A United Methodist Pastor's Theological Reflections

"But thanks be to God, who gives us the victory (nikos) through our Lord Jesus Christ." - I Corinthians 15:57

Wednesday, September 30, 2015

Dave's Deep Thoughts - Those Autumn Years

Here's Pastor Dave McDowell's weekly devotional that he sends out to members of his church. Dave is my brother and serves as the Music Minister at Stewartstown UMC in PA.

If a picture is worth a thousand words,
then may I will skip the slide show please…….

It was day three of vacation.
The sky was blue and the temps were warm….
and I was headed to the beach.
The day couldn’t get any better.

And then the phone rang.

Caller ID said it was Lois,
a longtime friend of my parents.

Well into her 80’s,
I hadn’t talked to her since my mom’s passing three years ago.

Hello” I said, refraining from saying her name,
and thus needing to explain to her how I knew it was Lois.

Is this you David?” she asked.
Yes Lois, It’s me.  How are you?”

If there were ever three more dangerous words in the English language,
then “ How are you,” I don’t know what they are.

To most of us, they are merely a greeting.
To an 87 year old woman,
it was the starting bell for a horse race.
Out of the gates, Lois bolted like a young thoroughbred.

Oh, things haven’t been good since my surgery.”

I asked God if I should even dare to ask………

“What surgery did you have, Lois” cringing as I asked.

It was my hip, they replaced it.
My bowels haven’t been right ever since.”

We were one minute into the conversation,
and we already went there.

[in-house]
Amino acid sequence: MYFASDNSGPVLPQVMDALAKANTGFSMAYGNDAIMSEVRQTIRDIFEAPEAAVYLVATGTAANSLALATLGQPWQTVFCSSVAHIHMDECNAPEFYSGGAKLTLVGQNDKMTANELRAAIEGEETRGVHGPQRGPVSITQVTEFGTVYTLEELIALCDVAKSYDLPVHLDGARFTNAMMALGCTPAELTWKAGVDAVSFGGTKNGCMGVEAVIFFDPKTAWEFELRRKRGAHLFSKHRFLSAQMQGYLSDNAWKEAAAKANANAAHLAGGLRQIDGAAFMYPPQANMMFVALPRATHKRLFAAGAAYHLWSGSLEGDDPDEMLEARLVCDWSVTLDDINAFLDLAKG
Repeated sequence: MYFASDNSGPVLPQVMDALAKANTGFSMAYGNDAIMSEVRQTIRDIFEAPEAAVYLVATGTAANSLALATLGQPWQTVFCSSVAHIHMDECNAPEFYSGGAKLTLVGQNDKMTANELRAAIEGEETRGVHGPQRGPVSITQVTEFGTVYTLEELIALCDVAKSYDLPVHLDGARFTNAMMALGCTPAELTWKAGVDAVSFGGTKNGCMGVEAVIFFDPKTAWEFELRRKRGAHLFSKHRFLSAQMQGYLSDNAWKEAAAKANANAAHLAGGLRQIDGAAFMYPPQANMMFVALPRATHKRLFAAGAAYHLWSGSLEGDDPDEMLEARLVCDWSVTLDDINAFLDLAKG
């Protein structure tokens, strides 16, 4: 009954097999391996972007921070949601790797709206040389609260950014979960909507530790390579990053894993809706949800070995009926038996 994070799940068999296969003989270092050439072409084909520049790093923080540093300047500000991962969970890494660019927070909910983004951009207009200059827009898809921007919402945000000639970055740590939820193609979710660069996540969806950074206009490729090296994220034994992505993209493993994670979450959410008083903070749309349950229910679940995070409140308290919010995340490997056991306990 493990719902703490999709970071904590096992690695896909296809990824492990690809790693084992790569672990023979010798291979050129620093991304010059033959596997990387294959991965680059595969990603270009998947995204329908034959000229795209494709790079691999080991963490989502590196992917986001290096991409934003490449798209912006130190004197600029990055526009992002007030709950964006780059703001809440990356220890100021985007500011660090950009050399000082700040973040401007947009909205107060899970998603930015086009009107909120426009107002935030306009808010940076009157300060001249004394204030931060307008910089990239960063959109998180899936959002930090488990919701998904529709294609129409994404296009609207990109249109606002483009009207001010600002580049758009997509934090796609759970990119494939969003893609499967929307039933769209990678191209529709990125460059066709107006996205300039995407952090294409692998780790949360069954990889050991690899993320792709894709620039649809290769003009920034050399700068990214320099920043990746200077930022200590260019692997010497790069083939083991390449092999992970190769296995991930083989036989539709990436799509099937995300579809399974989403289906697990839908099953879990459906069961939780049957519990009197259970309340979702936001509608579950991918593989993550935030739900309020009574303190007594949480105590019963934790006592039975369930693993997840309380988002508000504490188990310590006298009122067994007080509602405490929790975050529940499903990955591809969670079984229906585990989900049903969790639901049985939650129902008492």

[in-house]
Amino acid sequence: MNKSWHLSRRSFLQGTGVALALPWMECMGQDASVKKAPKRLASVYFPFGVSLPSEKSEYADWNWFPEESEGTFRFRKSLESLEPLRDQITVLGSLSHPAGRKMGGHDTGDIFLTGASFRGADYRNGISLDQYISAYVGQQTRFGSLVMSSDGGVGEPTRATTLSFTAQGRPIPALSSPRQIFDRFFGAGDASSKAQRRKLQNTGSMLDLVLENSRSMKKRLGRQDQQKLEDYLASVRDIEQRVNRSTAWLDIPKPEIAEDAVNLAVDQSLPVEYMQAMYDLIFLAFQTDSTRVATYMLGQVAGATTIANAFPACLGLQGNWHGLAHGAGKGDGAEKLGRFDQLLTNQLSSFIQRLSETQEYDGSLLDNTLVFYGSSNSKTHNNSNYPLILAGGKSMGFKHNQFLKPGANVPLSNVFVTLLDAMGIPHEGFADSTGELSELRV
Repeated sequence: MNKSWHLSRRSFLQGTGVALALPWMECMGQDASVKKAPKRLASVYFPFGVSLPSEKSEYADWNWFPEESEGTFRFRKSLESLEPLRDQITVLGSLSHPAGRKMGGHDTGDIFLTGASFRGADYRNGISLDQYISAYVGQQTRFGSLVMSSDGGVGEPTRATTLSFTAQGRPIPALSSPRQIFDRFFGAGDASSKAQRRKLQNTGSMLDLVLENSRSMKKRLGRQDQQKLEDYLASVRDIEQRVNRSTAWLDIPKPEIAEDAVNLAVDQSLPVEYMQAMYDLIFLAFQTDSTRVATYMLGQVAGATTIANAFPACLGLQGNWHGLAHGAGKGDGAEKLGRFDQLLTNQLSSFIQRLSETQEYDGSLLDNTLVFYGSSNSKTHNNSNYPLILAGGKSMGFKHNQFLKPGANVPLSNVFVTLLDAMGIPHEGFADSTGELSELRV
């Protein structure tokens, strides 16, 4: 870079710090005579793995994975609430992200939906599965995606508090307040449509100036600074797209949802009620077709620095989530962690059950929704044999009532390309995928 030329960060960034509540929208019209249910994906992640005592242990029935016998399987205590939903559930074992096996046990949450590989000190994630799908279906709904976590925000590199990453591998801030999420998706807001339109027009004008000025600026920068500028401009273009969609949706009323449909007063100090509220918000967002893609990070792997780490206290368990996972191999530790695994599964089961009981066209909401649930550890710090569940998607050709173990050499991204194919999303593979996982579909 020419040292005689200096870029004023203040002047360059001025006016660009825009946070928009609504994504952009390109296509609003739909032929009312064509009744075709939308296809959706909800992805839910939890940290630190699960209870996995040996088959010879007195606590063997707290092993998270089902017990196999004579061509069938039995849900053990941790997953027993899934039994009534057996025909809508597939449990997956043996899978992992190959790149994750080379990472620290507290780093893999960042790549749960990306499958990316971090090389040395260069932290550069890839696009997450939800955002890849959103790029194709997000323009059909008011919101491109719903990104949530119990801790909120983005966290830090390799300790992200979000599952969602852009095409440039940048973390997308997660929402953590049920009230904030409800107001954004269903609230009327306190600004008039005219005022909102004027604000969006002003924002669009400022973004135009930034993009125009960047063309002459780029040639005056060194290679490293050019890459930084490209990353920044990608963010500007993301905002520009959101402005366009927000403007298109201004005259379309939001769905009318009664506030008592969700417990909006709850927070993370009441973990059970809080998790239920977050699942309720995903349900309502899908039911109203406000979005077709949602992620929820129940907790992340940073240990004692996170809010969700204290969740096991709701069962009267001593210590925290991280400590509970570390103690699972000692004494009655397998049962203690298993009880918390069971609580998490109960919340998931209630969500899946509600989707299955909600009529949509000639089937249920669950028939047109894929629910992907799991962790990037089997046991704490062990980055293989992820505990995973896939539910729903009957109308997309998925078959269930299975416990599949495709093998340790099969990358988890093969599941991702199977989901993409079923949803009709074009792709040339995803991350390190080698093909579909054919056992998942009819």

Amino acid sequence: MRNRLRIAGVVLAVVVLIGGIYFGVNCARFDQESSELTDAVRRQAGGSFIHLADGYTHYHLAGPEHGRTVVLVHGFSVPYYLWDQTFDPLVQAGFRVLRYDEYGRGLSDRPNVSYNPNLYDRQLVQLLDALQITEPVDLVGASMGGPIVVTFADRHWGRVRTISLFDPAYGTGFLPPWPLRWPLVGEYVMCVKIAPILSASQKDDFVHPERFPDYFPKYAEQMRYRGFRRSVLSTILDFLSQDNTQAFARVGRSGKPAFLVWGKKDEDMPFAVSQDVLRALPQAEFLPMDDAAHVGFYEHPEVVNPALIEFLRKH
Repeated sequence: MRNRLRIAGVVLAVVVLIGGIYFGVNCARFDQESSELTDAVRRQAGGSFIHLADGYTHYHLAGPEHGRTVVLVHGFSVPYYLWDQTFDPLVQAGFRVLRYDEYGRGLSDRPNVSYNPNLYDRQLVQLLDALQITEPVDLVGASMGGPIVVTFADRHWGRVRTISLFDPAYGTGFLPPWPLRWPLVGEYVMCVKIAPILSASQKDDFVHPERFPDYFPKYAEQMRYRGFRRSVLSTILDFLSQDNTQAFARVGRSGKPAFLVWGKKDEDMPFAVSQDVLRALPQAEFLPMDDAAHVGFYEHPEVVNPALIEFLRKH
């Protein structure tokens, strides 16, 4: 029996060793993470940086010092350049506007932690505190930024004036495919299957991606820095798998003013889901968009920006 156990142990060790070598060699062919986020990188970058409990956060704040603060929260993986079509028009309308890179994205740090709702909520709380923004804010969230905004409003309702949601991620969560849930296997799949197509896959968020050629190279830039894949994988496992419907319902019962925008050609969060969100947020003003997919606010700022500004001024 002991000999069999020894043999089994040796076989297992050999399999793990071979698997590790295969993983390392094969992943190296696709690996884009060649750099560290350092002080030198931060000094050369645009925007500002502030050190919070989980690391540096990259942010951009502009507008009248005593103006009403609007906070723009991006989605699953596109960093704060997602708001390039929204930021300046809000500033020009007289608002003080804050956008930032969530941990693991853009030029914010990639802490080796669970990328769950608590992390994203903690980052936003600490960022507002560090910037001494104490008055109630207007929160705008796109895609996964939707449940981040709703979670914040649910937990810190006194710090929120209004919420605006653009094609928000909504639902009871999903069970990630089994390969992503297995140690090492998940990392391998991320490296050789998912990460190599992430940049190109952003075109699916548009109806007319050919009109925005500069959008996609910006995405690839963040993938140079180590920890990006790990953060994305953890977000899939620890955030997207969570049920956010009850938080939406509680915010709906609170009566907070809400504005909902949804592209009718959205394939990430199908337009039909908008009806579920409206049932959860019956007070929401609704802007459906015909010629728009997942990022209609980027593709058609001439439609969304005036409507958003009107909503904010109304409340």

In my earlier days,
TMI  described a nuclear plant that almost had a meltdown.
To most people, it means exactly what Lois was throwing out at me.
For me  in the moment, it meant traumatic mental images.

Two minutes prior, I was singing along with Sirus satellite radio,
anticipating 5 foot waves and the feel of sand between my toes.
Now, I was being given a rundown on the effectiveness of various stool softeners.

“Then this nasal drip started” she lamented.
I realized then, that no bodily fluid was to be free from the conversation.

I haven’t been to ladies Bible study in three months,
and this drip makes me want to cough all the time.
Plus, Paul (her husband) has kidney stones,
and they won’t pass, so we’re just up the creek without a paddle.”

She may have been up a creek,
but I was being avalanched by a tidal wave of unfiltered anatomical notifications.

“And I won’t go to Bible study if Paul can’t take me.” she continued.
“Those kids are probably waiting in the bushes to jump me when I leave.”

The conversation was now moving from unfiltered to unglued.

As I tried to imagine what teenagers would hide in bushes outside a church at 11 in the morning.

I began to think what is like to be 87 and know that your body is betraying you.

There comes a time when everything hurts, and what doesn’t hurt, doesn’t work.
It is inevitable for all of us that our bodies begin to fail.

The only way to fully understand what elderly people endure each and every day,
is to go through it yourself. 

As I get older, I am beginning to have much more compassion for the elderly
as I experience changes in my body.

I have always been a lover of the autumn season,
but I’m not so sure how I feel about the impending autumn years of my life.

Yet there is a beauty in those whose hill top has long been traversed.
Scriptures teach us that we should respect and find great value in the elderly.

Job 12:12 says  Is not wisdom found among the aged? Does not long life bring understanding?

There is a common belief that we gradually become less relevant as we grow older.
The world is made for the young. 
Perhaps that is so.

But we are not of this world. When we live our lives for God,
our journey here does not end with our final breath.

I am glad that Lois called that day.
After all, I had three hours to kill till I got to the ocean,